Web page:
The move prompted an outcry from teachers and on 10 December, the government announced the allocations would be restored to original levels. But it wasn’t until 20 December that the government issued a statement revealing that while 560,000 devices had already been provided to schools and councils in 2020, it would procure a further 440,000 devices, taking the total invested in the scheme, which includes 4G routers, to £300m and the number of laptops supplied to one million. The timing of the delivery of devices flown in from manufacturers in Shanghai indicates they were ordered in the past two months. Other devices are also being carried in by road from warehouses in Europe.
This is 35,000 of the 50,000 laptops and tablets being delivered to schools tomorrow to help pupils who need them the most learn from home.
We’re delivering 100,000 in total during the first week of term.
We’ve provided 560,000 so far and are on our way to our target of 1m. pic.twitter.com/geradGHNvP
— Department for Education (@educationgovuk) January 3, 2021
The haphazard approach appears to have frustrated some ministers. During a recent meeting where laptop provision was discussed, the health secretary Matt Hancock is reported to have asked, “What have they [the DfE] been doing for the last six months?” Speaking to Sky News on Sunday (10 January), Hancock denied having made the remarks.
The continued shortage of devices has led to a rethink over how the items should have been procured. Robert Halfon, the chair of the education select committee, told talkRadio last Wednesday (6 January) that “vouchers should have been given to headteachers to go down to the local Currys and buy Chromebooks for £200”.
Sam Freedman, a former senior adviser on schools at the Department for Education, wrote in an article for the New Statesman that “a national campaign to get people to give old computers directly to local schools is probably the only way to sort this out in a reasonable timeframe”.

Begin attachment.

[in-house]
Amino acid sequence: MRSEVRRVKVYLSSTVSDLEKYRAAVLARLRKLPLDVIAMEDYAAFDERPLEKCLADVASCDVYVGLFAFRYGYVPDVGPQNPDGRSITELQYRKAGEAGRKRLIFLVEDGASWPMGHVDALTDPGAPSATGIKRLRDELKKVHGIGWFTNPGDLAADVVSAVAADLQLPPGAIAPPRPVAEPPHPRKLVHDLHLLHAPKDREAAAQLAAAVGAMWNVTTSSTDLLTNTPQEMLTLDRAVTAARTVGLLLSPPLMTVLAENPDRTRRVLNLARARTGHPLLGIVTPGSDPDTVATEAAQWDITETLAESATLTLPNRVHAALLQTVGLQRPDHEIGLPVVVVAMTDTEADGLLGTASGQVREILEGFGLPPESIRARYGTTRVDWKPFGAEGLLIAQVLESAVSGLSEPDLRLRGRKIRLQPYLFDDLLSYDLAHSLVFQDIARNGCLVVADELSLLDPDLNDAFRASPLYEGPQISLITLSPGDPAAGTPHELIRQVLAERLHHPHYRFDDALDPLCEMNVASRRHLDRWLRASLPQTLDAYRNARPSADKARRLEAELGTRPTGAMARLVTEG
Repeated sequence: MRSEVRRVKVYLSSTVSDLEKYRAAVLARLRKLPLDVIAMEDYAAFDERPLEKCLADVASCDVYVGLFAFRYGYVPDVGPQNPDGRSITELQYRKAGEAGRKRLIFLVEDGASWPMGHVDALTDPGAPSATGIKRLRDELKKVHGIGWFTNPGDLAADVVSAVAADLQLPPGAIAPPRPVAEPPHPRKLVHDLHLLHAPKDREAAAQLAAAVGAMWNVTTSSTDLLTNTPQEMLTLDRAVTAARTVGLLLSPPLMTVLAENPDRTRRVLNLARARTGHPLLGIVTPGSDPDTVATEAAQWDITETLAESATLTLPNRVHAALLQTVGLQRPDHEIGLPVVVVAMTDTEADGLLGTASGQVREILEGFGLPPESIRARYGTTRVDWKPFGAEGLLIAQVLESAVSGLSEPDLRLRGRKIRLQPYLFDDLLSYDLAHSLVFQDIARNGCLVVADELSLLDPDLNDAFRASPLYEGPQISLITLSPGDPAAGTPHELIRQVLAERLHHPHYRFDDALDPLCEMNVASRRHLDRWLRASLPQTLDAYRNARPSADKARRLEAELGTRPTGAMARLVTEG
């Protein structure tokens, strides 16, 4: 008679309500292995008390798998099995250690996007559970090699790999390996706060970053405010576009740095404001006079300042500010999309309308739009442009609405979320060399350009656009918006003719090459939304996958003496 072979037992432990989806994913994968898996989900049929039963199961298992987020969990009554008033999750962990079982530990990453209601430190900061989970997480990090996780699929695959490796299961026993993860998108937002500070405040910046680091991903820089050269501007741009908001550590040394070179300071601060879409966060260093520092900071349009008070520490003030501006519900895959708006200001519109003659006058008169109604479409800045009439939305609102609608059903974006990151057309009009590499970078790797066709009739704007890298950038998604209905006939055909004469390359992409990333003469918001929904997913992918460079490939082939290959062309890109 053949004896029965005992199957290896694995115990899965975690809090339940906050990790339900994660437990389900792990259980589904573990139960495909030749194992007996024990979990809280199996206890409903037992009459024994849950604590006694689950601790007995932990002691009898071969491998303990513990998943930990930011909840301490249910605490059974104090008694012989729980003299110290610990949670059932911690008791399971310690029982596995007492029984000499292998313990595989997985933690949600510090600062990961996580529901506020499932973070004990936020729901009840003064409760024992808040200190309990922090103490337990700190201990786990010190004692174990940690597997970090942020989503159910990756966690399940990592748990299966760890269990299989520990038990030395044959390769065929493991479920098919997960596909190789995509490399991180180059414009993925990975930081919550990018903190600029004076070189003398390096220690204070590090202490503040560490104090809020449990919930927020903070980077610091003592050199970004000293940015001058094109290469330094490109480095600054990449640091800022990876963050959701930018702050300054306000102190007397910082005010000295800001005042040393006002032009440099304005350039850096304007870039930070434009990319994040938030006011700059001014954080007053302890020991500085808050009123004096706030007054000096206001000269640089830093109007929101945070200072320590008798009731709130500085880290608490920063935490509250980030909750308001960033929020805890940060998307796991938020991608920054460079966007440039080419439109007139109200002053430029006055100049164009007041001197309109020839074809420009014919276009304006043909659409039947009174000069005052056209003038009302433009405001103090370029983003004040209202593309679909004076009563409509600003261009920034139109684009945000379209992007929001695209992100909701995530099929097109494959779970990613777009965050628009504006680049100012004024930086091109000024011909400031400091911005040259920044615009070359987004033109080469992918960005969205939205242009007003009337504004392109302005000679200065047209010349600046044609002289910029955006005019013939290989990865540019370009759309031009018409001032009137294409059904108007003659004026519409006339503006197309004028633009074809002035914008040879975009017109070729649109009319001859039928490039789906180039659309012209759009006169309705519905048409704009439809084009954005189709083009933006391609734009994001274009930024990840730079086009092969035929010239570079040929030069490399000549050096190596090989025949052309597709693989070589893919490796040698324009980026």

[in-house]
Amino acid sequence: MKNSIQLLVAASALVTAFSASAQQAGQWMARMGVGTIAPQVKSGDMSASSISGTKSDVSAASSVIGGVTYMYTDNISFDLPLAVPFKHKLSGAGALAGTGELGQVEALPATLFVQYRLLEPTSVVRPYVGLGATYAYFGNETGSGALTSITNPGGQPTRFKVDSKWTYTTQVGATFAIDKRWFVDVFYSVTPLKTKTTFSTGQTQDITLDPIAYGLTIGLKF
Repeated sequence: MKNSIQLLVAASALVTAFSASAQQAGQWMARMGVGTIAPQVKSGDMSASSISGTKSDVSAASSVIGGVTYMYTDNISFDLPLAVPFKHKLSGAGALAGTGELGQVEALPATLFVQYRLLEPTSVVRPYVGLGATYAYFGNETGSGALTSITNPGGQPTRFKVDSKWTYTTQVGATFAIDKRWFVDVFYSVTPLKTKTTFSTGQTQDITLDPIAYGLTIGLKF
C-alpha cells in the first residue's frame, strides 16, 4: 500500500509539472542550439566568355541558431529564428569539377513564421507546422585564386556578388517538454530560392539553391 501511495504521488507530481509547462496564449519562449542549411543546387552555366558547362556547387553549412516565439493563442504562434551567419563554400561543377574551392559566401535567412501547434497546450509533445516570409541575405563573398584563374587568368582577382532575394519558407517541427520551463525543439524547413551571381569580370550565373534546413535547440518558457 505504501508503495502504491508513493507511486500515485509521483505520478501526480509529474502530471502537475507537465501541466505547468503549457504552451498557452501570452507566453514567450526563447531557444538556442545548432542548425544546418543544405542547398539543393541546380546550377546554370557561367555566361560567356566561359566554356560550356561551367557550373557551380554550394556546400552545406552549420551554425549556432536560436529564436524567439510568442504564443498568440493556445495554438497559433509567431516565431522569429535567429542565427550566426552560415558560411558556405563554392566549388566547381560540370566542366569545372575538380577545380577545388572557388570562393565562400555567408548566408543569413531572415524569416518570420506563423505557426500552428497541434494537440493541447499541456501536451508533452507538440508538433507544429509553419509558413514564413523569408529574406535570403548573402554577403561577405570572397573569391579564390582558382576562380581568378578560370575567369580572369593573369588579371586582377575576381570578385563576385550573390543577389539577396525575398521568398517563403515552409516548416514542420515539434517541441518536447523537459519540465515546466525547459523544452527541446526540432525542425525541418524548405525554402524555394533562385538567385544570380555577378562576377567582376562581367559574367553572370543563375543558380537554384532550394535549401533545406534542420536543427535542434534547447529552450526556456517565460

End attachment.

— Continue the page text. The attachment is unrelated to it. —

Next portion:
Meanwhile, telecoms firms have promised to provide internet access to educational resources, although industry sources have told Sky News the scheme could prove difficult to roll out.
The New Statesman asked Jon Bumstead, a logistics expert who has written about the UK’s creaking supply chains, about how he would have sought to source the goods.
“For the size of this order, I would have grouped it as one deal and approached the main tech providers directly”, said Bumstead, explaining that the government could have “maximised the discount on such a deal by taking away the middle men” and requesting quotes from large technology companies such as HP, Lenovo or Google rather than “wholesalers or value-added resellers”.
“I would not break down the deal size into smaller quantities unless I could not source the full amount from one supplier,” he added, “but if I had gone direct to the big boys, this would not be the case.[…] I would have also made sure these movements were scheduled around the late spring/summer and to be in time for school term starting in September.”
Bumstead also said that because “air freight has touched astronomic proportions” during the pandemic, he would “advocate moving by sea”. “The cost of air freight will likely eat massively into margins or factory-gate savings, but assuming it has come out of the Far East, would have at least three weeks lead times which have stretched to more than six recently on sea, so time could be a factor here.”
“You only move something by air if its value density is very high (i.e. Covid vaccines), it has limited life or the supply chain has failed and there is no other way of getting there in time. Typically when air is used, it usually is associated with a panic situation.”